Pool park to be named after Royal DeVaney

By Karen Larsen
Empire Press Correspondent

Waterville Mayor Royal DeVaney (Empire Press photo/Karen Larsen)

Under protest from the mayor, Waterville Town Council members at their regular meeting May 20 voted unanimously in favor of a proposal to name the park next to the pool as ?Royal DeVaney Park.?

DeVaney, 88, began serving as mayor in 1991. He did not file for re-election this year.

Clerk/treasurer Marsha Peterson said a dedication for the newly named park will be held in the swimming pool office area on Sept. 4. During the next few meetings, the council will decide between two proposed signs to be placed at the park. The signs, to be created by Kimberly Gormley, both have the same image of evergreen trees and the words ?Royal DeVaney Park.? One sign is 48 inches tall and the other 36 inches tall.

In other matters, Lisa Parks, executive director of the Port of Douglas County, and Jim Kuntz, executive director of the Port of Chelan County, along with Port of Douglas County District 2 Commissioner Alan Loebsack were at the meeting to discuss the difficulties that the two port districts have been having in keeping Pangborn Memorial Airport financially viable. Parks said the cost of maintaining the airport is about $500,000 a year, which is funded jointly by the port districts.

An artist drawing of the proposed sign for Royal DeVaney Park. The Town Council voted May 20 to name the park located next to the Waterville Pool in honor of the town’s longtime mayor. A dedication ceremony is scheduled for Sept. 4. (Provided image)

Parks said that a task force, made up of elected officials and citizens, assembled this spring to look into possible solutions to the problem. The recommendation of the task force was for the two port districts and the airport operations to consolidate to save money.

After looking into this option in detail it was found that over $500,000 a year would be saved if the three entities joined operations. Parks said that she would plan to step down, and Kuntz would take over as director. In order to ensure the interests of both counties are protected, the six-member board consisting of three commissioners from each county would govern the combined district. Any vote would need to be approved by at least two commissioners from each of the original port districts.

Kuntz said that if the districts are consolidated, he will focus on getting resources out to rural communities.

A joint public hearing on the proposal was held by the port districts on May 29.

An interlocal agreement between the two port districts will be developed and the six port commissioners will vote on the agreement. If the agreement is passed, it will take effect Jan. 1.

The council discussed the engineering firm Anderson Perry?s report about the current sewer system and its need to be upgraded based on recent video footage. The report gives a figure of $1,457,000 as the cost for replacing 11 sewer main segments in the town, which is the first step the town plans to undergo in order to upgrade the system.

Council members discussed that they are still missing information on how many new connections the current sewer lagoons could handle. This will be important in deciding whether or not the council should renew the current building moratorium which will be ending June 30.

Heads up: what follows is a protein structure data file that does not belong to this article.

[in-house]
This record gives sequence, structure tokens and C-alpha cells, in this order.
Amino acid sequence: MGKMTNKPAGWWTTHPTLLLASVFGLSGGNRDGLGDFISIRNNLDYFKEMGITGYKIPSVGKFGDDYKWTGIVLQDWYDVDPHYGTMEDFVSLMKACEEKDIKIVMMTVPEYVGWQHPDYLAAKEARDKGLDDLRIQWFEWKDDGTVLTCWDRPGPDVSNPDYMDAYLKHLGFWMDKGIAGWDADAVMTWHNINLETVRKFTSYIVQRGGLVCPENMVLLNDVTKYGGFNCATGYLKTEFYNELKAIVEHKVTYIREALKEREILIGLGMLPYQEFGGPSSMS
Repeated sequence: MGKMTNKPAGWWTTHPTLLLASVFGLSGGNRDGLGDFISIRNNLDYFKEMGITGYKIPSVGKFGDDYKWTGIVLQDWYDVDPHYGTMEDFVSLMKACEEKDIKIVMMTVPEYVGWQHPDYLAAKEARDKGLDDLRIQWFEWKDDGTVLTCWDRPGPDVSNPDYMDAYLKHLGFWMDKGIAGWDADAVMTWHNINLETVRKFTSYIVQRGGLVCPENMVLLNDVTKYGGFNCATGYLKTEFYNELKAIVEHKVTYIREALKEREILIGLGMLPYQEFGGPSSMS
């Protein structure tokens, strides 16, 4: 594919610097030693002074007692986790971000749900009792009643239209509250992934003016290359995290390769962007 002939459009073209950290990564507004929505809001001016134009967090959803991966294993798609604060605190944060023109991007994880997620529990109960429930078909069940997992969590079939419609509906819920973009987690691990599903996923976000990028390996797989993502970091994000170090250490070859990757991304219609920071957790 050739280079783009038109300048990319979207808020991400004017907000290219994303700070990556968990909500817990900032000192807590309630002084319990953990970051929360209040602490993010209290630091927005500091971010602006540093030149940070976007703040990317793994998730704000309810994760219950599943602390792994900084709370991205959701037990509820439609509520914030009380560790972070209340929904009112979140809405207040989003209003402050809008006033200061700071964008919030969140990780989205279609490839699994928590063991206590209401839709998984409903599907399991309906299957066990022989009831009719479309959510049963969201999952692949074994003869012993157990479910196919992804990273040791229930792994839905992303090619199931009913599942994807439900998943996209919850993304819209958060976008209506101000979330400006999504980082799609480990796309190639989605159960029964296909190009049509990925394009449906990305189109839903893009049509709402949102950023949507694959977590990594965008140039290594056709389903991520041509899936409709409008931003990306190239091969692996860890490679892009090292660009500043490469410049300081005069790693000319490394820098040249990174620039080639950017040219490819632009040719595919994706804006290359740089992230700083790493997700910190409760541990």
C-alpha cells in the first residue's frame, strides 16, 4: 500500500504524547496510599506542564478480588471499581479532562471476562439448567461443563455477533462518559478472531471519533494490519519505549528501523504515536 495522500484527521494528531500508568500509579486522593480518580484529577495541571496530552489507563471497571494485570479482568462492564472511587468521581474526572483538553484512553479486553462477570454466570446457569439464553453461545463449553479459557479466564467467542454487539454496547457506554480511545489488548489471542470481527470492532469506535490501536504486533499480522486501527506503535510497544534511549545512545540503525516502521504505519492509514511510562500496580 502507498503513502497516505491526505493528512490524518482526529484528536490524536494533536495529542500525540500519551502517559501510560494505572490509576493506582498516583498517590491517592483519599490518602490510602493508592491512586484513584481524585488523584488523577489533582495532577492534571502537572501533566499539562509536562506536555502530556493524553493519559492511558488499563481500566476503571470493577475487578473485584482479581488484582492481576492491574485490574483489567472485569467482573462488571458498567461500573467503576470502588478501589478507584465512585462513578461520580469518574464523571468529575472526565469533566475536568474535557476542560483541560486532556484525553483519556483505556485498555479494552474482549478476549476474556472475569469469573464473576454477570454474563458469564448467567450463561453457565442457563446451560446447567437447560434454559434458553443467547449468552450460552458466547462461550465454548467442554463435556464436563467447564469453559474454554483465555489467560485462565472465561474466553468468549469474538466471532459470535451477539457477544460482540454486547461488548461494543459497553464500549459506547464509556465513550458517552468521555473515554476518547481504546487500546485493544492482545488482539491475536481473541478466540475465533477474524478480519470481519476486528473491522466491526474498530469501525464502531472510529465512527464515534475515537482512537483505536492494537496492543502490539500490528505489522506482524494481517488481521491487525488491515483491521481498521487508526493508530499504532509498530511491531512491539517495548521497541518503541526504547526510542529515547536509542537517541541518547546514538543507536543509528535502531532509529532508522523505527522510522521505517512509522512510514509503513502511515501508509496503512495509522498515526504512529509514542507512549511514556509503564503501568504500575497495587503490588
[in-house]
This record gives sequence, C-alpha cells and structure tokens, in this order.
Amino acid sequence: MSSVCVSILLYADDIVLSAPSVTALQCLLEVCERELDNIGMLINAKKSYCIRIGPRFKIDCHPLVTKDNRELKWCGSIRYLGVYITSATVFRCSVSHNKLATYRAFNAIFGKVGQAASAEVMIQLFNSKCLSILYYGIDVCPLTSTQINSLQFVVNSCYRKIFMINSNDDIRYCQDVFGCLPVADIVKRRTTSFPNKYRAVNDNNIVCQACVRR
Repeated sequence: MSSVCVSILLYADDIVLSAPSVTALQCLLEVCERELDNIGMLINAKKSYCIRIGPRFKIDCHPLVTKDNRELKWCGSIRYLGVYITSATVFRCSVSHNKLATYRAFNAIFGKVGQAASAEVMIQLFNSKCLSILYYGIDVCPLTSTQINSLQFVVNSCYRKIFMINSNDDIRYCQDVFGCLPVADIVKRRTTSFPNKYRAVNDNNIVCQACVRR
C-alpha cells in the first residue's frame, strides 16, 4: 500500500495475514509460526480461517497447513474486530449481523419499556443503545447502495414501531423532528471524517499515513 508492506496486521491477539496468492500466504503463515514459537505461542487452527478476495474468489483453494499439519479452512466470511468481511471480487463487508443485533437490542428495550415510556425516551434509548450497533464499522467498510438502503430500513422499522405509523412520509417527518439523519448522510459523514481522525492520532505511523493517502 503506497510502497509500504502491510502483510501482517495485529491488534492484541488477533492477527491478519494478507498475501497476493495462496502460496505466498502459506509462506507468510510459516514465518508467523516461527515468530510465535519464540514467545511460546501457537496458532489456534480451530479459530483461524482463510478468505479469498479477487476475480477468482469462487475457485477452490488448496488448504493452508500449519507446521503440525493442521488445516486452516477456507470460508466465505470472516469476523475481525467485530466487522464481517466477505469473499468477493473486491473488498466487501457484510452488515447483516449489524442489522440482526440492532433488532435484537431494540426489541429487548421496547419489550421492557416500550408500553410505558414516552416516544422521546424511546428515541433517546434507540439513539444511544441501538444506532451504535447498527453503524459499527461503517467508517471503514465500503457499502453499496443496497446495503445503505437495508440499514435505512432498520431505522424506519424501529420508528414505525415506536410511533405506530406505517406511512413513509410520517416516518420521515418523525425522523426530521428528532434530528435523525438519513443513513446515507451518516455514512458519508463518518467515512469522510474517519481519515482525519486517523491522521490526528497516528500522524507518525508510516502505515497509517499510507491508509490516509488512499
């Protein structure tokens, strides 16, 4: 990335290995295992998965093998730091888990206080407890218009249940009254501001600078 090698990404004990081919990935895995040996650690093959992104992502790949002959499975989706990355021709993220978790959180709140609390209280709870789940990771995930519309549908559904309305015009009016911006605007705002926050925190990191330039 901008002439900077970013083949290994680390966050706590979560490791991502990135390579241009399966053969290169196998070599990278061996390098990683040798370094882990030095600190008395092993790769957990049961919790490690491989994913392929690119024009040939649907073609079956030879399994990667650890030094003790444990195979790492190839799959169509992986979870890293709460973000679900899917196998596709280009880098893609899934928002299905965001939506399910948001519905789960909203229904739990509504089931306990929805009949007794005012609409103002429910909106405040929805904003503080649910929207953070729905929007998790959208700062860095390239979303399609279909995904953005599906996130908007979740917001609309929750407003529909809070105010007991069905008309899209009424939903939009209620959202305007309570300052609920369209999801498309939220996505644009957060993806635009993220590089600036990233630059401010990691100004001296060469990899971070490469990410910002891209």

The council voted four to one to hire Anderson Perry & Associates as a consultant to write a Community Development Block Grant for the town?s sewer improvement project. Michael Davies had the dissenting vote.

Grant money is available from the state Department of Commerce for systems that benefit entities with a high number of low to moderate income residents. Anderson Perry completed calculations and found that Waterville would be eligible to apply for a grant. The cost the town will pay to have the grant written is estimated at $5,000.

The council voted to set a hearing for 6:30 p.m. June 3 regarding the 2020-2025 Six-Year Street Plan.

They also set a public hearing for the same day to look at proposed amendments to the town code. The amendments have been proposed by the town?s Planning and Zoning Commission.

The council voted to forgive winter water overages in the amount of $476 for Rafel Castillo at 309 S. Central Ave. The extra water consumption was incurred from an underground leak that occurred during the winter months when town staff does not read meters.

Undersheriff Tyler Caille presented the most recent quarterly report for sheriff?s office activity in town. Activity had been about normal, according to Caille. He said that Sgt. Paul Downs has announced he will be retiring June 30. Downs has been with the sheriff?s office for over 30 years. The office will be conducting interviews for promotion of a deputy to sergeant, and will be hiring a new deputy. In addition, two new deputies have recently been hired to serve in the north detachment and the East Wenatchee detachment. They will soon begin law enforcement academy in Spokane.

The sheriff?s office held a ?Bike to School? event May 8 at Waterville School. They gave out bike helmets and locks and educated children on bicycle safety.

Caille said that the office is also planning to hold a safe biking event as part of Waterville Days.

The next council meeting is scheduled for 6:30 p.m. June 3.